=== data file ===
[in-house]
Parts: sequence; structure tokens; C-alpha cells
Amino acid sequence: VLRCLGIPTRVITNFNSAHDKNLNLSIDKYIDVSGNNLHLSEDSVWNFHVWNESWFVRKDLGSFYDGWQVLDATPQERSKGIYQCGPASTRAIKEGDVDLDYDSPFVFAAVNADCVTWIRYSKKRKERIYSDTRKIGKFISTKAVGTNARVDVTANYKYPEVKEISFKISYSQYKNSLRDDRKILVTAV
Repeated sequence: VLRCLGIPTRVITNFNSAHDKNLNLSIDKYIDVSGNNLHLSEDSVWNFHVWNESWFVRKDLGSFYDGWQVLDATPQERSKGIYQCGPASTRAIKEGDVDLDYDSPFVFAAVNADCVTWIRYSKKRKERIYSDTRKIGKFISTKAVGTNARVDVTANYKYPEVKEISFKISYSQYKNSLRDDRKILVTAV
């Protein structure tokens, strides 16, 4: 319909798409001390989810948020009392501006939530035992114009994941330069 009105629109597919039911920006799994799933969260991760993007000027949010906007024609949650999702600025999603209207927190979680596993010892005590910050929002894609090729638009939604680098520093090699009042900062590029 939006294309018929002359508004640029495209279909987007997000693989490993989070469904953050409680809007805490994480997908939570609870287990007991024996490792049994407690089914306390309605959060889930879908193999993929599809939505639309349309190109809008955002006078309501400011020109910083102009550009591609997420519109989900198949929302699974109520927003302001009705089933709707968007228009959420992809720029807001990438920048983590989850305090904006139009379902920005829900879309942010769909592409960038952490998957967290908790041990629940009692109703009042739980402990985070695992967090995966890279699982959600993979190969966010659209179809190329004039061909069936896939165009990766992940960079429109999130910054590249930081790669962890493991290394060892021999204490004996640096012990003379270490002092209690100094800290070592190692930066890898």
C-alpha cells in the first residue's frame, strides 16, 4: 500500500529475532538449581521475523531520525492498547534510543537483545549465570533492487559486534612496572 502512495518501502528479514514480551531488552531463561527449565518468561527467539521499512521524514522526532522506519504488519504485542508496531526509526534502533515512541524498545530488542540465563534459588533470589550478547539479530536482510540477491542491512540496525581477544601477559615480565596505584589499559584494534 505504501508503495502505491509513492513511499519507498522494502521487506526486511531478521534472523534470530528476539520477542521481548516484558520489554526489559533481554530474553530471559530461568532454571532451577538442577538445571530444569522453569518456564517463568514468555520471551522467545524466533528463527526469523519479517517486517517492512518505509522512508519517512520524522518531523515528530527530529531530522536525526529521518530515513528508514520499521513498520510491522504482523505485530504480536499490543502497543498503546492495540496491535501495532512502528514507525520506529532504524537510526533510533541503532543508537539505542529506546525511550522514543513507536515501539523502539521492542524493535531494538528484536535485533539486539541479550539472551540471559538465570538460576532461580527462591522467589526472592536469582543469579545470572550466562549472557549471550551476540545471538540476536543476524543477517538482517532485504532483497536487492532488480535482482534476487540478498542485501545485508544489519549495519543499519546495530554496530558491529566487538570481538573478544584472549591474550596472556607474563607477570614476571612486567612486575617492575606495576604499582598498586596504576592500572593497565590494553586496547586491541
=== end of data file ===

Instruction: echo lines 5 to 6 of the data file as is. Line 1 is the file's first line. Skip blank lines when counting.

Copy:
């Protein structure tokens, strides 16, 4: 319909798409001390989810948020009392501006939530035992114009994941330069 009105629109597919039911920006799994799933969260991760993007000027949010906007024609949650999702600025999603209207927190979680596993010892005590910050929002894609090729638009939604680098520093090699009042900062590029 939006294309018929002359508004640029495209279909987007997000693989490993989070469904953050409680809007805490994480997908939570609870287990007991024996490792049994407690089914306390309605959060889930879908193999993929599809939505639309349309190109809008955002006078309501400011020109910083102009550009591609997420519109989900198949929302699974109520927003302001009705089933709707968007228009959420992809720029807001990438920048983590989850305090904006139009379902920005829900879309942010769909592409960038952490998957967290908790041990629940009692109703009042739980402990985070695992967090995966890279699982959600993979190969966010659209179809190329004039061909069936896939165009990766992940960079429109999130910054590249930081790669962890493991290394060892021999204490004996640096012990003379270490002092209690100094800290070592190692930066890898």
C-alpha cells in the first residue's frame, strides 16, 4: 500500500529475532538449581521475523531520525492498547534510543537483545549465570533492487559486534612496572 502512495518501502528479514514480551531488552531463561527449565518468561527467539521499512521524514522526532522506519504488519504485542508496531526509526534502533515512541524498545530488542540465563534459588533470589550478547539479530536482510540477491542491512540496525581477544601477559615480565596505584589499559584494534 505504501508503495502505491509513492513511499519507498522494502521487506526486511531478521534472523534470530528476539520477542521481548516484558520489554526489559533481554530474553530471559530461568532454571532451577538442577538445571530444569522453569518456564517463568514468555520471551522467545524466533528463527526469523519479517517486517517492512518505509522512508519517512520524522518531523515528530527530529531530522536525526529521518530515513528508514520499521513498520510491522504482523505485530504480536499490543502497543498503546492495540496491535501495532512502528514507525520506529532504524537510526533510533541503532543508537539505542529506546525511550522514543513507536515501539523502539521492542524493535531494538528484536535485533539486539541479550539472551540471559538465570538460576532461580527462591522467589526472592536469582543469579545470572550466562549472557549471550551476540545471538540476536543476524543477517538482517532485504532483497536487492532488480535482482534476487540478498542485501545485508544489519549495519543499519546495530554496530558491529566487538570481538573478544584472549591474550596472556607474563607477570614476571612486567612486575617492575606495576604499582598498586596504576592500572593497565590494553586496547586491541